NEW ORLEANS (WGNO) —Mardi Gras and the Carnival Season return to it’s seat of power in New Orleans, Louisiana during 2022! To celebrate, The Historic New Orleans Collection in partnership with Blaine Kern’s Mardi Gras World and Kern Studios, have a brand new exhibition at The Historic New Orleans Collections’ Royal Street building titled: Making Mardi Gras.
The collaboration of THNOC and Mardi Gras world is potent, because, it’s always truly Mardi Gras at Mardi Gras world, and THNOC has a wealth of historic artifacts that tell the beloved holiday’s history.
Lydia Blackmore is the Decorative Arts Curator at The Historic New Orleans Collection and has studied Mardi Gras extensively. She notices how the holiday is influenced from world events over the years and says, “Mardi Gras changes based on what is going on in the whole world! Mardi Gras is such a very specific and local celebration. For the past two years, everything has had an emphasis of doing it for Mardi Gras! Some of us have worn our masks for Mardi Gras! Some of us have gotten our vaccine for Mardi Gras. We desperately need Mardi Gras in New Orleans because it’s the spirit of the city.”
Making Mardi Gras encompasses the many years of Mardi Gras in all it’s exuberant splendor. There are stories before the Civil War, during the time of the Mystic Krewe of Comus and contemporary stories about 2021’s coronavirus-inspired house floats.
“There’s some really cool stuff in this show. With this Mardi Gras exhibition, we decided that bigger is better and flashier is better! When you visit, you have the choice to go to the Mardi Gras float prop head with it’s giant tongue sticking out. You can also go straight to the bright red Mardi Gras Indian suit. There’s even a Zulu Coconut from the 1950’s,” says Blackmore.
On display are float designs from over the years, Mardi Gras Masks (not the coronavirus kind) with pipe cleaner moustaches. One of the highlights is an intricately crafted skull and bones sculpture made from Mardi Gras article newspapers from world-renowned musician and culture guru Sunpie Barnes.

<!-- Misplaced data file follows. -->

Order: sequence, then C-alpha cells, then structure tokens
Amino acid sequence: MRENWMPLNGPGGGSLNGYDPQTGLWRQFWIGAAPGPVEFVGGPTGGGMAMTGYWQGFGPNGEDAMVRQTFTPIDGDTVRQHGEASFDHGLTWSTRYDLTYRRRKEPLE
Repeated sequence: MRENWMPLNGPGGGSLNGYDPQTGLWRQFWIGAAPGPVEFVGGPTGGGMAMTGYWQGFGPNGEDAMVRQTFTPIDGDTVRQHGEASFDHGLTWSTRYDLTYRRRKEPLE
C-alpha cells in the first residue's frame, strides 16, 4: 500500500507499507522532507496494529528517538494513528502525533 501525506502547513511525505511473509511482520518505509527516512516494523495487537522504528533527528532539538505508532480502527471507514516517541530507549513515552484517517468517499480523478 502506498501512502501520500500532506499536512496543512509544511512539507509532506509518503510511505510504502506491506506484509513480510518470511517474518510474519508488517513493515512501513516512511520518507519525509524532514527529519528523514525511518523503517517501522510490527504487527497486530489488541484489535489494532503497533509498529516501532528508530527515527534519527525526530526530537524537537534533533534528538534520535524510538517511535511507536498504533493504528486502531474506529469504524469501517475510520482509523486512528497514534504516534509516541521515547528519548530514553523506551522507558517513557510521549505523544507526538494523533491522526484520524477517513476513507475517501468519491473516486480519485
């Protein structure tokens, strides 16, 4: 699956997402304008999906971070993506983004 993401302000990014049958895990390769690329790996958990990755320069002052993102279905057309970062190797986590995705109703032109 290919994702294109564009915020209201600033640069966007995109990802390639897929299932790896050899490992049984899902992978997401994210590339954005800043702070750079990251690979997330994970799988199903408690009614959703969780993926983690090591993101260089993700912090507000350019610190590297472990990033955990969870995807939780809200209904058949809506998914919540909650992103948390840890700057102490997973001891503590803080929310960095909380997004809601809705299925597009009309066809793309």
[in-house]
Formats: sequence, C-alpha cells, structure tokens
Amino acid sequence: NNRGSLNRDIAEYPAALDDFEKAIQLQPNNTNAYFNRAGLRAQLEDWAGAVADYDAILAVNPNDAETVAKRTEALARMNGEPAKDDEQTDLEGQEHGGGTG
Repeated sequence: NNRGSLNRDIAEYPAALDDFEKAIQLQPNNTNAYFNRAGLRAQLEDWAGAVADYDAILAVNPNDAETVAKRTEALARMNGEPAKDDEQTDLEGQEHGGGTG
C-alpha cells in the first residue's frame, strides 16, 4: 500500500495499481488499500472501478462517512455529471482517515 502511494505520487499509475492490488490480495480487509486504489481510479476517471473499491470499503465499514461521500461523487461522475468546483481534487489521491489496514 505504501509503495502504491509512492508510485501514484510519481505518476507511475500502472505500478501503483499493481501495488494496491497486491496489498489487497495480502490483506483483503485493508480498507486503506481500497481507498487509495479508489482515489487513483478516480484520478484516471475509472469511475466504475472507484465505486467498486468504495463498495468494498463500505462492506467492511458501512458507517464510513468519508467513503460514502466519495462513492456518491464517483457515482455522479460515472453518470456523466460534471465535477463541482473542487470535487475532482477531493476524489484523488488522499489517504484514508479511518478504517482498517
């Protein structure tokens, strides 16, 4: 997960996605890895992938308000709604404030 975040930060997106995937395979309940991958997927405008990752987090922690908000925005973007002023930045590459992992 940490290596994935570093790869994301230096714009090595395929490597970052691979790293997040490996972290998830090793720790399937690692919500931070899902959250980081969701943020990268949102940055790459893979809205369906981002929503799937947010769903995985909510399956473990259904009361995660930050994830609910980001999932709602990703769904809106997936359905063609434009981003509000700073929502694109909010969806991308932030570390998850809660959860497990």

Lydia Blackmore’s favorite piece at the time of the interview is a very beautiful and central part one of the two-rooms of the exhibition. “There’s the mantle that was worn by the Mystic Club in 1940. The theme that year was baroque France and it is made to look like a stain glass window. It’s all sequins and trimmed in ostrich feathers. It’s really an amazing piece,” says Blackmore.
There are many themes throughout the years and that is apparent in all of the organizations on display at the exhibition. If there is a common ingredient it’s that the character of Carnival is more succulent than the flavor of the Krewe of Red Beans or Louder than the brass of St. Augustine’s Marching Band. Carnival is simply the innate urge of freeing oneself under the atmosphere of spectacle and tradition. It’s a good time!
“In this exhibition, there’s a really wide variety of African American Krewes and Gay Krewes and Women’s Krewes and walking groups. There is so many different emphases behind each tradition. For instance, Mardi Gras Indians and Rex are extremely different in some ways; in some ways, you can see that they are both claiming their power and going out and being in control of their environment. Mardi Gras is all of those complexities and contradictions going on in Mardi Gras that makes it really interesting to study,” says Blackmore.
Admission to the exhibition is free. It will be on display until May 8th.
The Historic New Orleans Collection is offering something very exciting; an internship to learn how to preserve and care for Mardi Gras Indian suits. For more information on how to apply, click here.